This past August, during its monthly performance at the Showtime Performing Arts Theatre in Royal Palm Place, the Sick Puppies welcomed an improv comedy legend. David Razowsky, who spent nine years as the artistic director of Second City’s Los Angeles training center, has shared stages with the likes of Stephen Colbert and Steve Carell, and these days he’s achieved guru status: He makes his living by hosting workshops with up-and-coming troupes like Sick Puppies, imparting the improvisers with his decades of firsthand experience.

Casey Casperon, the Sick Puppies’ founder (pictured above), flew Razowsky in from the West Coast for this reason, and during the group’s public performance on Aug. 9, we witnessed the culmination of Razowsky’s intenstive, which included live sketches with the man himself. But the first, the Sick Puppies performed without their headliner, in a 45-minute set of material that ran from the very brief to the impressively extended. In the highlight of the show’s first half, Casperson asked the audience for the titles of five movies they’d like to see made; his troupe proceeded to enact scenes from each of them. Only one suggestion—“Xanadu 2”—tanked; the others yielded plenty of inspiration, from the black comedy of “I Dismember Mama” to the effective absurdism of “Flashpants” and the hilariously cruel parody of “Rocky 45.”

Later, Casperson asked the audience for a term they associated with childhood. “Fruit Loops” inspired a few comic scenes of parent-child conflict that showcased his team members’ ability to milk a great moment for all it’s worth, and then some.

Then Razowsky entered the stage for four lengthy improvised scenes with Casperson alone. Razowsky’s presence almost instantly elevated the material—not to funnier places, per se, but to more truthful ones. The sketches involved a DMV applicant flirting with an employee; an ex-husband visiting his wife and child; a coach informing his star player that he’s leaving the team for a better offer; and a woman coming to terms with the reality that her best friend slept with her husband. Aside from the first sketch, these are all serious subjects, and they were handled with care and sophistication. Most of them felt rehearsed in the best way, and all contained lines that resonated truthfully, even if that truth was an uncomfortable one.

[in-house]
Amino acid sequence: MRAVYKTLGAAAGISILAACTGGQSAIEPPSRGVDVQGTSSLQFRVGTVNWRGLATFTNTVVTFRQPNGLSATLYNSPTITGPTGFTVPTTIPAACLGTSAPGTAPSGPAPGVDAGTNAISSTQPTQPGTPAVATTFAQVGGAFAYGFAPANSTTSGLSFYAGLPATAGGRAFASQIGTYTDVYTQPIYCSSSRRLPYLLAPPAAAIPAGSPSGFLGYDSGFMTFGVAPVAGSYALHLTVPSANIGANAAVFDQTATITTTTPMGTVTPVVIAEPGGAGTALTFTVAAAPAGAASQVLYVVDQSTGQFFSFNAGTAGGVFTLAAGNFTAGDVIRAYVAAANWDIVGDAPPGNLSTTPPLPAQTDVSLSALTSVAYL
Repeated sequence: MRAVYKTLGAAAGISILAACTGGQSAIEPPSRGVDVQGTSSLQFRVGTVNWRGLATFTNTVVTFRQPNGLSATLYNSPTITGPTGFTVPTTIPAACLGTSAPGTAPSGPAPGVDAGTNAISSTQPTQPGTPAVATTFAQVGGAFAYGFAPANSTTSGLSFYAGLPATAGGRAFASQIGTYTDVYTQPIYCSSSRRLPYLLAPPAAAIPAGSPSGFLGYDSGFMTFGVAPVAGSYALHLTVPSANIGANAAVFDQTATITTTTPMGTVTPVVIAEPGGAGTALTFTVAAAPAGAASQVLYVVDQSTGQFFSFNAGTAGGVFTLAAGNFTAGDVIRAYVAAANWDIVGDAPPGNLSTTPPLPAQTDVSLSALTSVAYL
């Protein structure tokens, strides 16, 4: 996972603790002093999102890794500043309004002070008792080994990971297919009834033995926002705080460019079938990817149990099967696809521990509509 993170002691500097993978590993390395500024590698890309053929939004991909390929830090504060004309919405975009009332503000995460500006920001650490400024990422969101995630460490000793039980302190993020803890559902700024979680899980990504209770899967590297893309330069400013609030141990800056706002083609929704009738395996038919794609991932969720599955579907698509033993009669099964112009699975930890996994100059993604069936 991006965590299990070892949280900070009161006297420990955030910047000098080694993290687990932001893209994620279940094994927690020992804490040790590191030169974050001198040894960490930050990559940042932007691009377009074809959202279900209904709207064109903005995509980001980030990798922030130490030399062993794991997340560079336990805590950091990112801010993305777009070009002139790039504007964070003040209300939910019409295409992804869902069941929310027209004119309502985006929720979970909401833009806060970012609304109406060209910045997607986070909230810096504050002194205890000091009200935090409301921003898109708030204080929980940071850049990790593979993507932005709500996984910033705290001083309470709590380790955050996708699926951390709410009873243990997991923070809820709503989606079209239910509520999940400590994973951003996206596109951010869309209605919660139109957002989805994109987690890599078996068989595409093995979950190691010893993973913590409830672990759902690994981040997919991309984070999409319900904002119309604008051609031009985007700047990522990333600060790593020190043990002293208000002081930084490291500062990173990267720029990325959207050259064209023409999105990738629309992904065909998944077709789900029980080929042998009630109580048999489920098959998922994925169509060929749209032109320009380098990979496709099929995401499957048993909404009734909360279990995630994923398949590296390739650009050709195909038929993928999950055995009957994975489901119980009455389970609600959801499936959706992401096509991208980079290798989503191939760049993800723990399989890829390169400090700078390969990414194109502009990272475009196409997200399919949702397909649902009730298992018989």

This might sound surprising at a comedy show, but it’s part and parcel of what the Sick Puppies are all about. Unlike “Whose Line Is It Anyway?,” there’s no laugh quota at a Sick Puppies show. The jokes come often, but they tend to be packaged in real-life drama. As Casperson told me for our article in the September/October issue of Boca Raton, “The reason people laugh isn’t because you said something clever or funny; it’s because you’re being real, and people relate to the emotional connection you’re making, so that it’s the type of scene where they go, ‘I’ve been there! I’m so glad I’m in the safety of my seat and I can watch someone else go through the pain I’ve been through. That’s what makes this funny to me.’

At the conclusion of the show, I told Casperson that what I just saw felt more like theater than comedy. He replied, “I’m so glad you said that,” and hugged me.

The Sick Puppies perform on the second weekend of each month at the Showtime Theatre, 503 S.E. Mizner Blvd., Boca Raton. For tickets, call 954/667-7735 or visit sickpuppiescomedy.com.